There’s a great book out there about Buddhism as practical philosophy called “What Makes You Not a Buddhist” by Dzongsar Jamyang Khyentse that I have really enjoyed and found worth reading.

    • Thank you ZenAndJuniorHigh; my perspective on the practical philosophical Buddhism follows what you say. One of the main reasons I don’t call myself a Buddhist is because I only try to follow what the Buddha said, not what anyone thereafter wrote or said. However because Buddhism is a philosophy, there are opportunities for what the Buddha said to be…wrong, I suppose. The Buddha did say on many occasions that he is only a man. Meaning that later writings may have attempted to correct them, that’s a slippery slope though. Changing the doctrine after the Buddha’s time to correct a perceived wrong, leads very easily to corrupting his philosophy?

      I have sifted through as much of the Buddha’s words as I can lay my hands on and I can’t help but feel he didn’t want to put an exception in his doctrine of non-violence. As soon as the exclusion “except for self-defense” raises its head, it becomes very difficult to avoid other exceptions and so I strongly suspect that, as he was famous for, avoided the whole self-defense pitfall entirely. He simply never mentions self-defense anywhere that I can find.

      I thank you for your suggestion about compassion and pragmatism, which is the approach I have elected to take.

      One of my sneaky reasons for writing this post was to try to stimulate some better thinkers than I to help me prove my own words wrong.

      Thank you again.

      • There’s definitely a contradiction in there. The Buddha certainly has a big push for non-violence, but the Dhammapada also criticizes those who would use force unlawfully — which implies a way to use force lawfully.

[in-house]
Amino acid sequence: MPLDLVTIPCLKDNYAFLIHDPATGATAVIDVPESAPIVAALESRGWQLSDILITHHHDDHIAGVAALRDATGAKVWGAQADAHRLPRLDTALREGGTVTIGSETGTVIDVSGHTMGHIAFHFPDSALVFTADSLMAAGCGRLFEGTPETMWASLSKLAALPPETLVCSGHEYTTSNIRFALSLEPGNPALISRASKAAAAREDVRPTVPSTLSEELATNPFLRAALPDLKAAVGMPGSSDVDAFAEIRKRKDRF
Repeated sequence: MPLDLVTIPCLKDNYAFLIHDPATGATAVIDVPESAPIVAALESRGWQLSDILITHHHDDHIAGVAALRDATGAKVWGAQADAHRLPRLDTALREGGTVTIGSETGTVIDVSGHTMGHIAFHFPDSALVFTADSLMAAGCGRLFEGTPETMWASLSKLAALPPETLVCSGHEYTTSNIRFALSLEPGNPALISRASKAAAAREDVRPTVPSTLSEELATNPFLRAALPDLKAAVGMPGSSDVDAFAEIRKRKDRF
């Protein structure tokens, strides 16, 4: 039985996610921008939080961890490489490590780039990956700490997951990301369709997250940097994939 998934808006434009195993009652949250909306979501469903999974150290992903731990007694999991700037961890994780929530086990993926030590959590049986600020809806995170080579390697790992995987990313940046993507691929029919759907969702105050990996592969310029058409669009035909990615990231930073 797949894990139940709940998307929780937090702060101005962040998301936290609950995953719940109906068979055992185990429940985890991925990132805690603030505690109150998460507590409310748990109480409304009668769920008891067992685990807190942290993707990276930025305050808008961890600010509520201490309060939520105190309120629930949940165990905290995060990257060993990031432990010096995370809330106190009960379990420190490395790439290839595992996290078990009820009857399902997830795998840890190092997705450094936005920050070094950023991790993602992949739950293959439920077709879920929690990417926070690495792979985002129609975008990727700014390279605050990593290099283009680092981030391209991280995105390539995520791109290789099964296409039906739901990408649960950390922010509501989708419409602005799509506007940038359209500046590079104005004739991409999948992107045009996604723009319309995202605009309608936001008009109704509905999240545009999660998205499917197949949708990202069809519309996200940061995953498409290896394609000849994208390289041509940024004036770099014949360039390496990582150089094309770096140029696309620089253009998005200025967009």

You have this in couplet 129: All tremble before the rod of punishment; all fear death; likening others to oneself, one should neither slay nor cause to slay.

        Then you have these four couplets:

        137. He who inflicts punishment upon those who do not deserve it, and hurts those who are harmless, such a person will soon come to face one of these ten states:

        138,139,140. He may soon come to terrible pain, great deprivations, physical injury, deep-rooted ailment or mental disorder, the wrath of the monarch or a dreadful accusation, loss of relatives, the complete destruction of wealth, or a sudden fire may break out and burn his houses. After the dissolution of his physical body, he will surely be born in hell.

        According to tradition, the Dhammapada is supposed to have been written shortly after the Buddha’s assent to Nirvana, by monks who knew him, so it’s as close as we can get, I think, to the words of a man who lived 2500 years ago.

        My advice: trust your gut and don’t worry about it. Since the Lotus Sutra guarantees all of us nirvana eventually, in the cosmic sense of attaining enlightenment, it may not matter.